“Although the decision is based on the fact the new apps are the clones of the previously banned apps, we believe that this signals a strong intent from the Indian government’s point of view on their stand about data security and privacy,” said Tarun Pathak, associate director at Counterpoint Research. “This will surely open up a lot of discussion about other apps as well.”
The moves are the latest sign of deterioration in the India-China relationship. Last week, India restricted neighboring countries from bidding on public contracts, citing “grounds of defense of India” and “national security.” The restrictions, which carved out exemptions for Bangladesh, Myanmar and Nepal, were largely viewed as aimed at China.
Geopolitical tensions between the two countries continue to escalate after deadly border clashes last month left at least 20 Indian soldiers dead. Many Indians have called for a boycott of Chinese goods and services, particularly from China’s dominant tech industry.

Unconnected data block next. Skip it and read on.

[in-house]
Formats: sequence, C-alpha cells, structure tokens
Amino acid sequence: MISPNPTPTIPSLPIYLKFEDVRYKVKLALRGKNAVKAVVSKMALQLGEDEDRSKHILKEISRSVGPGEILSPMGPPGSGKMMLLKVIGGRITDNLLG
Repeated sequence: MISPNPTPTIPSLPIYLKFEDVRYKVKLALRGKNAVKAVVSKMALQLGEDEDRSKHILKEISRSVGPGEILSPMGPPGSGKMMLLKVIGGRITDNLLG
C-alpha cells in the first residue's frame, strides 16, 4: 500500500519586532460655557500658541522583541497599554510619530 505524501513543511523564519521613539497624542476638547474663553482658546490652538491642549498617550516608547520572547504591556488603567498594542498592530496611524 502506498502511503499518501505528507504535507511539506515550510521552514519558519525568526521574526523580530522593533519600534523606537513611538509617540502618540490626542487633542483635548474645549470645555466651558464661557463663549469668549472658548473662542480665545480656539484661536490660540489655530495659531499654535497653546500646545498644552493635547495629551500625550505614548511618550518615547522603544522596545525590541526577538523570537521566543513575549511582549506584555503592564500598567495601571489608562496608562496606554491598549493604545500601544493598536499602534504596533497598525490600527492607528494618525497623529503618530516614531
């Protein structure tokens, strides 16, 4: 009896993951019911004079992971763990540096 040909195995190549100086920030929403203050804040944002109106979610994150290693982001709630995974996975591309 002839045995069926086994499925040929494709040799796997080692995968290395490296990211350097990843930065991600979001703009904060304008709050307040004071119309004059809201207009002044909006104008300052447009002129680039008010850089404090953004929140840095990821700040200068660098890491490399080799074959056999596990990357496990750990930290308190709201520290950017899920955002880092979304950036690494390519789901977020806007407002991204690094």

China’s Ministry of Foreign Affairs did not respond to a faxed request for comment on the new app ban. Earlier this month, the ministry pushed back on India’s initial decision to ban Chinese apps.
Zhao Lijian, a spokesperson for China’s Foreign Ministry, told reporters in early July that the government was “strongly concerned” about the ban. He said that authorities were still “checking and verifying information on the situation,” but added that it was India’s responsibility to “uphold the legitimate rights of international investors.”